It typically takes about an hour for the system to heat up from room temperature to 275° C. And in many cases, by the time the temperature heats up to 275° C and stabilizes the instrument will have had sufficient time to purge and achieve good signal.
In some cases it may be necessary to purge the instrument longer, possibly even overnight, before it is possible to achieve good signal. To speed up the purging process set the Makeup gas and System pressure setpoints to their maximum value of 5 psi. To do this open the Service Mode window as shown in Figure 1.
Set the Makeup gas and System pressure controller set points to 5 psi as shown in Figure 2.
Typically the Makeup gas pressure will be ~ 0.25 – 0.45 psi and the System pressure will be ~ 2.5 psi. The default values for these settings can be seen (and set) on the Settings tab (Figure 3) of the Service Mode window:
Setting the Makeup gas and System pressures to 5 psi will maximize the flow of gas through the instrument and decrease the time required to purge the system and achieve good signal. Once good signal is obtained, they can be set back to their original default values.
How do you know if the system is purged out well and has obtained good signal? Follow the light and you will know the truth. The best way to tell if the system is purged out well is to look at the signal output from the lamp. The easiest way to do this is to go to the Realtime window (Figure 4) and click the [Acquire Spectra] button (if the lamp is turned off the [Acquire Spectra] button will be disabled).
It is very likely that the instrument will have little to no signal below ~ 170 nm to start off with and look something like what is shown in Figure 5:
The blue plot shows what the initial lamp signal could look like. The absorbance spectra for oxygen (black plot) and water (red plot) are also shown and it is easy to see why you might not see any signal below ~ 175 nm when there is some atmosphere that hasn’t been purged out of the instrument.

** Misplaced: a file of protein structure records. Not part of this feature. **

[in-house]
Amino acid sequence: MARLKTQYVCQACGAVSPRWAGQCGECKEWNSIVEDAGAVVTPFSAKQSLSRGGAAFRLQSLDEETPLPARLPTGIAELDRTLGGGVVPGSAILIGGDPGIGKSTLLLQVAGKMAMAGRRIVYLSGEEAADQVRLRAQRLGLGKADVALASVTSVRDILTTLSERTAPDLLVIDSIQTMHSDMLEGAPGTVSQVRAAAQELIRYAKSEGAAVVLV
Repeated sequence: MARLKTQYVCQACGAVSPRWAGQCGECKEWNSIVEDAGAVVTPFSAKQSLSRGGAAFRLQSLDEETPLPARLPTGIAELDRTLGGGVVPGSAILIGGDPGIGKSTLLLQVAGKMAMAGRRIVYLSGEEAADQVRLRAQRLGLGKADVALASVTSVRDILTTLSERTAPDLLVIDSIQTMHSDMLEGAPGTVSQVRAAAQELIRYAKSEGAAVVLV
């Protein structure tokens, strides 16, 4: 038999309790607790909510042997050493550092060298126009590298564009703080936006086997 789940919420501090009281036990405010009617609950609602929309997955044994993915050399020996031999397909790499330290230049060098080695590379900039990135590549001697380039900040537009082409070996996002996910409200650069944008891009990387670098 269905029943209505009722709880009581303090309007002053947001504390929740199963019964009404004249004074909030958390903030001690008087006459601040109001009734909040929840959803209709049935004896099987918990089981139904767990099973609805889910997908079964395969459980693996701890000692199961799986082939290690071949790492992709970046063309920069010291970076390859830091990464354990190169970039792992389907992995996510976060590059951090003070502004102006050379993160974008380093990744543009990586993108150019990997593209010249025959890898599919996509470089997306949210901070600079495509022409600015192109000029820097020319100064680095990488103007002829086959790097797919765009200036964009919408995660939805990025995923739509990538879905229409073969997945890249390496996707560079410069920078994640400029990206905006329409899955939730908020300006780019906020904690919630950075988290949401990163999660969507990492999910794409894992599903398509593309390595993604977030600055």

As the atmosphere purges out you should start to see two peaks growing in around 158 and 161 nm. Figure 6 shows some spectra showing what the lamp signal looks like at different stages:
The blue plot shows the peaks at 158 and 161 just starting to grow in. The signal should continue to increase and should eventually resemble the red plot. The black plot shows what the signal looks like when it increases enough to saturate the detector, which occurs when the signal reached 16,383 counts. The sharp negative peaks below 145 nm are due to nitrogen absorbance. If the instrument is being purged with helium or argon these negative peaks will not be present. Ideally the maximum signal at 161 nm should be somewhere in the 11,000 to 15,500 count range. If the signal is saturating, or is much below 11,000 counts, the source optic mirror position should be adjusted. If you need assistance with this please contact firstname.lastname@example.org.
Once your instrument has heated up and the signal from the lamp looks good you are ready to acquire some more of that wonderful VUV data.